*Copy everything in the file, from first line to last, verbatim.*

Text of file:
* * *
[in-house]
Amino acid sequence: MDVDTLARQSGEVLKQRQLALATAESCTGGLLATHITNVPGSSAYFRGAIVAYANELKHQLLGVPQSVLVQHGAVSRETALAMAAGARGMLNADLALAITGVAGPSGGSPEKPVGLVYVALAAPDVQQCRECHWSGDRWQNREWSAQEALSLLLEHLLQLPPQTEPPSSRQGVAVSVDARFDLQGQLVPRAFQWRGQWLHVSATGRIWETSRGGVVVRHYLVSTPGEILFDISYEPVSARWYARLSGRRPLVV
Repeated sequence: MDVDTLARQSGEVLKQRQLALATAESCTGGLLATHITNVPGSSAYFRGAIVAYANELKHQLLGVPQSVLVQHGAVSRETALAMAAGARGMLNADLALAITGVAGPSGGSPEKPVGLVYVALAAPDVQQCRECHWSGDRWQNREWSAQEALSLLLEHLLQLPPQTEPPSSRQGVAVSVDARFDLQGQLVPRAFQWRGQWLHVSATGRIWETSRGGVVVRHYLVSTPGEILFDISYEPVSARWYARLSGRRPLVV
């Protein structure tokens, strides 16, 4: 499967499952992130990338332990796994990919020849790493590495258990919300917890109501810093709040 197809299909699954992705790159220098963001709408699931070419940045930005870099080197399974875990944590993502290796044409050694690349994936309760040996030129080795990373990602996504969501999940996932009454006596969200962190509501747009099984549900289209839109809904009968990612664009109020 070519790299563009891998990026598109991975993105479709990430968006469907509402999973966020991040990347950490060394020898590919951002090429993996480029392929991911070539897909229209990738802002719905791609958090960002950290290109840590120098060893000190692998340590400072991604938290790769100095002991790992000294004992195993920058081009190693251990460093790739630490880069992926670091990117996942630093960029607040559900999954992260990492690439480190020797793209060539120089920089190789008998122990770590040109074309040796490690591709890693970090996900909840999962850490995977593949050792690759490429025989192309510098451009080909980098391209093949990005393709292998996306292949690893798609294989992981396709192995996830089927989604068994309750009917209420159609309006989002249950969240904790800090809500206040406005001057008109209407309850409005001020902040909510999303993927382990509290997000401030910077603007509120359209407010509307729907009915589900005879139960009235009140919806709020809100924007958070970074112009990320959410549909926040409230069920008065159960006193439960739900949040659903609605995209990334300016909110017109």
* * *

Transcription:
[in-house]
Amino acid sequence: MDVDTLARQSGEVLKQRQLALATAESCTGGLLATHITNVPGSSAYFRGAIVAYANELKHQLLGVPQSVLVQHGAVSRETALAMAAGARGMLNADLALAITGVAGPSGGSPEKPVGLVYVALAAPDVQQCRECHWSGDRWQNREWSAQEALSLLLEHLLQLPPQTEPPSSRQGVAVSVDARFDLQGQLVPRAFQWRGQWLHVSATGRIWETSRGGVVVRHYLVSTPGEILFDISYEPVSARWYARLSGRRPLVV
Repeated sequence: MDVDTLARQSGEVLKQRQLALATAESCTGGLLATHITNVPGSSAYFRGAIVAYANELKHQLLGVPQSVLVQHGAVSRETALAMAAGARGMLNADLALAITGVAGPSGGSPEKPVGLVYVALAAPDVQQCRECHWSGDRWQNREWSAQEALSLLLEHLLQLPPQTEPPSSRQGVAVSVDARFDLQGQLVPRAFQWRGQWLHVSATGRIWETSRGGVVVRHYLVSTPGEILFDISYEPVSARWYARLSGRRPLVV
């Protein structure tokens, strides 16, 4: 499967499952992130990338332990796994990919020849790493590495258990919300917890109501810093709040 197809299909699954992705790159220098963001709408699931070419940045930005870099080197399974875990944590993502290796044409050694690349994936309760040996030129080795990373990602996504969501999940996932009454006596969200962190509501747009099984549900289209839109809904009968990612664009109020 070519790299563009891998990026598109991975993105479709990430968006469907509402999973966020991040990347950490060394020898590919951002090429993996480029392929991911070539897909229209990738802002719905791609958090960002950290290109840590120098060893000190692998340590400072991604938290790769100095002991790992000294004992195993920058081009190693251990460093790739630490880069992926670091990117996942630093960029607040559900999954992260990492690439480190020797793209060539120089920089190789008998122990770590040109074309040796490690591709890693970090996900909840999962850490995977593949050792690759490429025989192309510098451009080909980098391209093949990005393709292998996306292949690893798609294989992981396709192995996830089927989604068994309750009917209420159609309006989002249950969240904790800090809500206040406005001057008109209407309850409005001020902040909510999303993927382990509290997000401030910077603007509120359209407010509307729907009915589900005879139960009235009140919806709020809100924007958070970074112009990320959410549909926040409230069920008065159960006193439960739900949040659903609605995209990334300016909110017109």